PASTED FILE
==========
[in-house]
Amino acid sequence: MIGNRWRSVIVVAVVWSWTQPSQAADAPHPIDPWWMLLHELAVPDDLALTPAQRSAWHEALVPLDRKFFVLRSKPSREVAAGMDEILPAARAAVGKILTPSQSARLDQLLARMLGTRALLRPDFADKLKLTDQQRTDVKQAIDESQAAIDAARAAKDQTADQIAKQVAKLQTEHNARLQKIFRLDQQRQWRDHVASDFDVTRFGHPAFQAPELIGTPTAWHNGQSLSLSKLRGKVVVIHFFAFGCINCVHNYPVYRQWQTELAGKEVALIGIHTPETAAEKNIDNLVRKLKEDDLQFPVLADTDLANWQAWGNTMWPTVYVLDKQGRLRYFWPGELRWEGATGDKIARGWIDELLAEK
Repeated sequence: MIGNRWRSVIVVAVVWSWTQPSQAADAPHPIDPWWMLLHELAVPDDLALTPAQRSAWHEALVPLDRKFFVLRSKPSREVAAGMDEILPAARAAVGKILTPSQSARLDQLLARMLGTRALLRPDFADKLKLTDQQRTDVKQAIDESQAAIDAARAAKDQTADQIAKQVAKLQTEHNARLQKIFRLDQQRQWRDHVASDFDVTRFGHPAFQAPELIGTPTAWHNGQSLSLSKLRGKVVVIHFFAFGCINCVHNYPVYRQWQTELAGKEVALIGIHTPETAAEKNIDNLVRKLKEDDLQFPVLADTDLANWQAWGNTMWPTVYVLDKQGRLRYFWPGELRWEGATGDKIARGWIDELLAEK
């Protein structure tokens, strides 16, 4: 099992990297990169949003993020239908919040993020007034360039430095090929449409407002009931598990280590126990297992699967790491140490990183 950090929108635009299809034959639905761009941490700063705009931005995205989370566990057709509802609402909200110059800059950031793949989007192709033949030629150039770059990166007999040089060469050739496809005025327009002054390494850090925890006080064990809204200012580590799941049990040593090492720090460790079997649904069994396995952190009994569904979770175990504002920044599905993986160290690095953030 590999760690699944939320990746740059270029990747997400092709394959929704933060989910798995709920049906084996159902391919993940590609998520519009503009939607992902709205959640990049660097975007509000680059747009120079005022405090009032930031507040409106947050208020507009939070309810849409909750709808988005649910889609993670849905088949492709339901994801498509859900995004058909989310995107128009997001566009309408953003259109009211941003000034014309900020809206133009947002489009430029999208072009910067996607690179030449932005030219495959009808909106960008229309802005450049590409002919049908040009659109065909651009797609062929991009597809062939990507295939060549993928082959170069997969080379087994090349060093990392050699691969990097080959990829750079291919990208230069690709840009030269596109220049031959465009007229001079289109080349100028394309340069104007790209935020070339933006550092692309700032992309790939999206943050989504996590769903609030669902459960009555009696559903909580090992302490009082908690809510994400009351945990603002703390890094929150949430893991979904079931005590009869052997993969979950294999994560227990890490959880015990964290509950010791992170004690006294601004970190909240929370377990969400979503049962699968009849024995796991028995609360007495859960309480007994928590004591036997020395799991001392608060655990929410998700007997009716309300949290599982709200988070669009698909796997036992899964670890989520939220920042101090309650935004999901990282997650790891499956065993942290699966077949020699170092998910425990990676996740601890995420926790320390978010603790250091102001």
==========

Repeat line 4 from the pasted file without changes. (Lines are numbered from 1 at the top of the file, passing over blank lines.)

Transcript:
């Protein structure tokens, strides 16, 4: 099992990297990169949003993020239908919040993020007034360039430095090929449409407002009931598990280590126990297992699967790491140490990183 950090929108635009299809034959639905761009941490700063705009931005995205989370566990057709509802609402909200110059800059950031793949989007192709033949030629150039770059990166007999040089060469050739496809005025327009002054390494850090925890006080064990809204200012580590799941049990040593090492720090460790079997649904069994396995952190009994569904979770175990504002920044599905993986160290690095953030 590999760690699944939320990746740059270029990747997400092709394959929704933060989910798995709920049906084996159902391919993940590609998520519009503009939607992902709205959640990049660097975007509000680059747009120079005022405090009032930031507040409106947050208020507009939070309810849409909750709808988005649910889609993670849905088949492709339901994801498509859900995004058909989310995107128009997001566009309408953003259109009211941003000034014309900020809206133009947002489009430029999208072009910067996607690179030449932005030219495959009808909106960008229309802005450049590409002919049908040009659109065909651009797609062929991009597809062939990507295939060549993928082959170069997969080379087994090349060093990392050699691969990097080959990829750079291919990208230069690709840009030269596109220049031959465009007229001079289109080349100028394309340069104007790209935020070339933006550092692309700032992309790939999206943050989504996590769903609030669902459960009555009696559903909580090992302490009082908690809510994400009351945990603002703390890094929150949430893991979904079931005590009869052997993969979950294999994560227990890490959880015990964290509950010791992170004690006294601004970190909240929370377990969400979503049962699968009849024995796991028995609360007495859960309480007994928590004591036997020395799991001392608060655990929410998700007997009716309300949290599982709200988070669009698909796997036992899964670890989520939220920042101090309650935004999901990282997650790891499956065993942290699966077949020699170092998910425990990676996740601890995420926790320390978010603790250091102001």